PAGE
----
“If you put the gun down and show us what you have, maybe we can find a place for you tonight and a bit of food. It’s just rabbit and nettles, though. Nothing fancy.” I moved, slowly, between him and my family. If things went wrong, perhaps I could still protect them.

He set the gun down on a stump with the shells and unslung his pack, keeping one hand up as he rummaged in the side pocket. He showed us salt, pepper and – Lord have mercy – garlic granules.

“Alright, come on closer but leave the gun there,” I gestured to him to approach, and he set his pack behind and came forward.

He stank worse than we did, or we’d just gotten used to our smell perhaps. We could wash – occasionally – in the rivulet, but he smelled like he hadn’t washed at all in the year since the pulse. He was greasy with it. Shiny-headed in the firelight and the fading sun, and I could hear his stomach growling as loud as mine was. He handed over the condiments, and I gave them to Ellie. She added them to the stew pot with shaking, quivering hands.

“It won’t be ready for a while. Why don’t you sit with us and sing for your supper?”

He winced a little at the suggestion, but he did sit, on one of the mossy logs we’d dragged here to use as seats and after a deep sigh he told us his tale, constantly glancing towards the pot and the promise of food to come, as though reassuring himself it was real.

“What do you want to know?” He asked, his voice low, almost lost in the crackling of the fire.

“Your name,” I sat, opposite him and everyone else crowded closer. “Everything you know. What’s been going on out there, how did you survive?”

He tongued his lips and took a sip of water from his canteen, and then he began to talk, a practised tale he must have told many times before. Too many people.

“My name’s Alan. I was a delivery driver. My watch didn’t work; my phone didn’t work, the van didn’t work. Nothing worked. I waited for other cars but after an hour all there was, was a young couple whose own car had broken down. That seemed like a bit too much of a coincidence to me, but I stayed with the van. Like an idiot.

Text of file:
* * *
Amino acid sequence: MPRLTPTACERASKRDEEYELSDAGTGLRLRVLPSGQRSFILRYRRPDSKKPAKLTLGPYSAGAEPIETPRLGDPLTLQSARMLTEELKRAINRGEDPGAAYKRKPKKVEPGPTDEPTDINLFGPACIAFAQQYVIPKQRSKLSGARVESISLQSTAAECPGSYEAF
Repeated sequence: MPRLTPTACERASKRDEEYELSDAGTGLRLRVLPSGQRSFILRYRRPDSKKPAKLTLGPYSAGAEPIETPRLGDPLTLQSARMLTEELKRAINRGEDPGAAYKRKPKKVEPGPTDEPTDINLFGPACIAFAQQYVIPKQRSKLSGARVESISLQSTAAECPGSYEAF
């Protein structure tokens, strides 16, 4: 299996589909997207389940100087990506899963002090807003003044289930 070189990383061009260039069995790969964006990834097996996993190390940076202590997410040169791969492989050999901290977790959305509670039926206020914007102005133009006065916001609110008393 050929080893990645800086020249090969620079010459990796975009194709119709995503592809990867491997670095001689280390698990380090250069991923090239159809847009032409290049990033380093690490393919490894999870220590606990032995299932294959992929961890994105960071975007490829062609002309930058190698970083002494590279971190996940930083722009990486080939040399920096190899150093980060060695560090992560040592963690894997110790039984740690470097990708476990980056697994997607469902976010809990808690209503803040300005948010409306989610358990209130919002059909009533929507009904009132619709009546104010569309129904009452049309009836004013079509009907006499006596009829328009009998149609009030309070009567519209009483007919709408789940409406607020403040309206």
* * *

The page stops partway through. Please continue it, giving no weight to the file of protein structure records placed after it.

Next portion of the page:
He shook his head and plucked a few leaves off his boots before he went on. “Wasn’t until a policeman on a bike – of all things – came by that I clicked something bigger was going on. His suggestion was to find a pub or something to stay at, but I didn’t. I stuck with the van. I thought it might all get fixed I suppose. Two days later and nothing but a few people trudging down the road. Got to the point where I started breaking into the packages to look for food and drink, but eventually, I had to lock up the van and get going again.”

“We were in town when it happened. It was worse in a lot of ways, though people were looking out for each other at the beginning.”

“Then the sickness hit,” he sighed again, deeper. “As I’m sure you know.”

“We didn’t see much of it; we decided to leave town after a couple of days.”

“You were lucky then. I walked through a couple of villages before I got to a town and by the time I got there, the sickness was in full force. Pale people, white as sheets, barely able to move for how weak they were. Easy prey for the people who were still fit and were looking to loot and pillage. Whatever it was, I didn’t want to catch it. I stayed long enough to get some supplies and then got the same idea you did, to get out.”

I nodded along with him as we shared a moment of understanding. It had been horrible, and it had felt like there was no choice but to get away. We’d seen the writing on the wall the same way he had. Still, leaving people to die was haunting.